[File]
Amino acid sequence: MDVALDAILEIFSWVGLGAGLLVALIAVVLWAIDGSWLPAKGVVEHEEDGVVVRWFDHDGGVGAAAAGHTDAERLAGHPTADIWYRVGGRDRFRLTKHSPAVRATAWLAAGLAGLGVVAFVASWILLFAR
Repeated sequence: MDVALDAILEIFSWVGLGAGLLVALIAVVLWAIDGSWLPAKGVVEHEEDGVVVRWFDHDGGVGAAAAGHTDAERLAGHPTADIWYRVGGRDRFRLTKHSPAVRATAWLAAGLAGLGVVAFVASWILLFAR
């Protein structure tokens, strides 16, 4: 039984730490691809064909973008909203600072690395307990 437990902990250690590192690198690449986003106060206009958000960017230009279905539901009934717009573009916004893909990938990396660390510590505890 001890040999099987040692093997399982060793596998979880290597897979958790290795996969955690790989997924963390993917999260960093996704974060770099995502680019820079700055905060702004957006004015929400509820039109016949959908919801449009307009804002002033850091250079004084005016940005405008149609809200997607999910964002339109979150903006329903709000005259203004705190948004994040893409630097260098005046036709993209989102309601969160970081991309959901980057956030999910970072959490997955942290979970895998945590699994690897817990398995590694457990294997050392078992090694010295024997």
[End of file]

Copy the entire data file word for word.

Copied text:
Amino acid sequence: MDVALDAILEIFSWVGLGAGLLVALIAVVLWAIDGSWLPAKGVVEHEEDGVVVRWFDHDGGVGAAAAGHTDAERLAGHPTADIWYRVGGRDRFRLTKHSPAVRATAWLAAGLAGLGVVAFVASWILLFAR
Repeated sequence: MDVALDAILEIFSWVGLGAGLLVALIAVVLWAIDGSWLPAKGVVEHEEDGVVVRWFDHDGGVGAAAAGHTDAERLAGHPTADIWYRVGGRDRFRLTKHSPAVRATAWLAAGLAGLGVVAFVASWILLFAR
């Protein structure tokens, strides 16, 4: 039984730490691809064909973008909203600072690395307990 437990902990250690590192690198690449986003106060206009958000960017230009279905539901009934717009573009916004893909990938990396660390510590505890 001890040999099987040692093997399982060793596998979880290597897979958790290795996969955690790989997924963390993917999260960093996704974060770099995502680019820079700055905060702004957006004015929400509820039109016949959908919801449009307009804002002033850091250079004084005016940005405008149609809200997607999910964002339109979150903006329903709000005259203004705190948004994040893409630097260098005046036709993209989102309601969160970081991309959901980057956030999910970072959490997955942290979970895998945590699994690897817990398995590694457990294997050392078992090694010295024997």